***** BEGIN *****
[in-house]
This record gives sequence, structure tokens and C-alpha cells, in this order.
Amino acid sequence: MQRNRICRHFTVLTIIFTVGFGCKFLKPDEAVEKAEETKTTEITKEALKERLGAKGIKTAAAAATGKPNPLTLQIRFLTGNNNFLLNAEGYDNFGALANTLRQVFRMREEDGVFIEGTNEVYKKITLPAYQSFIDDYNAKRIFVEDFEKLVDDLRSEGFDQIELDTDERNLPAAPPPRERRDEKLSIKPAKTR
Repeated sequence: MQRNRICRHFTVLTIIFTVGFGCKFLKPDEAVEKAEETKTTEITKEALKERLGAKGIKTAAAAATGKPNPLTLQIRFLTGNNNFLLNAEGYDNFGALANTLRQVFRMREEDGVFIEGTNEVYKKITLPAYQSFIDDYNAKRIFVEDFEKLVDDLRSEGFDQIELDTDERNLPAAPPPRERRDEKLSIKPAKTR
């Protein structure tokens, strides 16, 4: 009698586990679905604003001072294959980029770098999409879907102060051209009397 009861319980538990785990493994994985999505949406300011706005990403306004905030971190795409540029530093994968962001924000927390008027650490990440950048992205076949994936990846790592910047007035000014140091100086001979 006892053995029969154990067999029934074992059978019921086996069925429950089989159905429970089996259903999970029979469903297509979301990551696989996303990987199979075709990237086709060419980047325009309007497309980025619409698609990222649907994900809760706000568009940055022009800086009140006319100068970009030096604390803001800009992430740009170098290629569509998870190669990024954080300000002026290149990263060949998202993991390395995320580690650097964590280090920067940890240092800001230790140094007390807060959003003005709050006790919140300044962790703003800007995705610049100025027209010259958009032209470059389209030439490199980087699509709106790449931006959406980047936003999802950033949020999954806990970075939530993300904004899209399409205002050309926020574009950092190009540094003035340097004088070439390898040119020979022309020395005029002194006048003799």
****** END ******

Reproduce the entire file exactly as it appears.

[in-house]
This record gives sequence, structure tokens and C-alpha cells, in this order.
Amino acid sequence: MQRNRICRHFTVLTIIFTVGFGCKFLKPDEAVEKAEETKTTEITKEALKERLGAKGIKTAAAAATGKPNPLTLQIRFLTGNNNFLLNAEGYDNFGALANTLRQVFRMREEDGVFIEGTNEVYKKITLPAYQSFIDDYNAKRIFVEDFEKLVDDLRSEGFDQIELDTDERNLPAAPPPRERRDEKLSIKPAKTR
Repeated sequence: MQRNRICRHFTVLTIIFTVGFGCKFLKPDEAVEKAEETKTTEITKEALKERLGAKGIKTAAAAATGKPNPLTLQIRFLTGNNNFLLNAEGYDNFGALANTLRQVFRMREEDGVFIEGTNEVYKKITLPAYQSFIDDYNAKRIFVEDFEKLVDDLRSEGFDQIELDTDERNLPAAPPPRERRDEKLSIKPAKTR
């Protein structure tokens, strides 16, 4: 009698586990679905604003001072294959980029770098999409879907102060051209009397 009861319980538990785990493994994985999505949406300011706005990403306004905030971190795409540029530093994968962001924000927390008027650490990440950048992205076949994936990846790592910047007035000014140091100086001979 006892053995029969154990067999029934074992059978019921086996069925429950089989159905429970089996259903999970029979469903297509979301990551696989996303990987199979075709990237086709060419980047325009309007497309980025619409698609990222649907994900809760706000568009940055022009800086009140006319100068970009030096604390803001800009992430740009170098290629569509998870190669990024954080300000002026290149990263060949998202993991390395995320580690650097964590280090920067940890240092800001230790140094007390807060959003003005709050006790919140300044962790703003800007995705610049100025027209010259958009032209470059389209030439490199980087699509709106790449931006959406980047936003999802950033949020999954806990970075939530993300904004899209399409205002050309926020574009950092190009540094003035340097004088070439390898040119020979022309020395005029002194006048003799």